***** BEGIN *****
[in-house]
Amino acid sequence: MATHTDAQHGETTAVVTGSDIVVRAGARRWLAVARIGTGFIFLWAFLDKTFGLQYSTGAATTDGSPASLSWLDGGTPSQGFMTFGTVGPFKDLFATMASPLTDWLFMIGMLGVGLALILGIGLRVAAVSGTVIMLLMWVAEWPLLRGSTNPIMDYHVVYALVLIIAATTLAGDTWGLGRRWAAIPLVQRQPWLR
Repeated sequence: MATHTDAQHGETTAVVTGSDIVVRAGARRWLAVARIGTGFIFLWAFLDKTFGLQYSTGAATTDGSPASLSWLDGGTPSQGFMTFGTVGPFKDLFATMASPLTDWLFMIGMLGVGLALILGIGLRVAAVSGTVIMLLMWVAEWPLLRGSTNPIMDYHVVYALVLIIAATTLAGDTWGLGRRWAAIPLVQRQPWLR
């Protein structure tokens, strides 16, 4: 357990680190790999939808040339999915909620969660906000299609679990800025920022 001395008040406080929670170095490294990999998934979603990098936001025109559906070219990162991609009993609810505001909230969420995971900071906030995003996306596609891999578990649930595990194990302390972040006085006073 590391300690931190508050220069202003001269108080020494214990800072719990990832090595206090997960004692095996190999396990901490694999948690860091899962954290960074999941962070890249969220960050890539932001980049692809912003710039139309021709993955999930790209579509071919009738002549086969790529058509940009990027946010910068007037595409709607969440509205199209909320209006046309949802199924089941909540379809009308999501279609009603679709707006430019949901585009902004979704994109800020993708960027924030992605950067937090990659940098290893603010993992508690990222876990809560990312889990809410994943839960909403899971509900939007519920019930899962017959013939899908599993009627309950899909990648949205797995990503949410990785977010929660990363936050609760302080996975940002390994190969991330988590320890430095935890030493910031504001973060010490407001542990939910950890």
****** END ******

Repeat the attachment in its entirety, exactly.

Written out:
[in-house]
Amino acid sequence: MATHTDAQHGETTAVVTGSDIVVRAGARRWLAVARIGTGFIFLWAFLDKTFGLQYSTGAATTDGSPASLSWLDGGTPSQGFMTFGTVGPFKDLFATMASPLTDWLFMIGMLGVGLALILGIGLRVAAVSGTVIMLLMWVAEWPLLRGSTNPIMDYHVVYALVLIIAATTLAGDTWGLGRRWAAIPLVQRQPWLR
Repeated sequence: MATHTDAQHGETTAVVTGSDIVVRAGARRWLAVARIGTGFIFLWAFLDKTFGLQYSTGAATTDGSPASLSWLDGGTPSQGFMTFGTVGPFKDLFATMASPLTDWLFMIGMLGVGLALILGIGLRVAAVSGTVIMLLMWVAEWPLLRGSTNPIMDYHVVYALVLIIAATTLAGDTWGLGRRWAAIPLVQRQPWLR
């Protein structure tokens, strides 16, 4: 357990680190790999939808040339999915909620969660906000299609679990800025920022 001395008040406080929670170095490294990999998934979603990098936001025109559906070219990162991609009993609810505001909230969420995971900071906030995003996306596609891999578990649930595990194990302390972040006085006073 590391300690931190508050220069202003001269108080020494214990800072719990990832090595206090997960004692095996190999396990901490694999948690860091899962954290960074999941962070890249969220960050890539932001980049692809912003710039139309021709993955999930790209579509071919009738002549086969790529058509940009990027946010910068007037595409709607969440509205199209909320209006046309949802199924089941909540379809009308999501279609009603679709707006430019949901585009902004979704994109800020993708960027924030992605950067937090990659940098290893603010993992508690990222876990809560990312889990809410994943839960909403899971509900939007519920019930899962017959013939899908599993009627309950899909990648949205797995990503949410990785977010929660990363936050609760302080996975940002390994190969991330988590320890430095935890030493910031504001973060010490407001542990939910950890």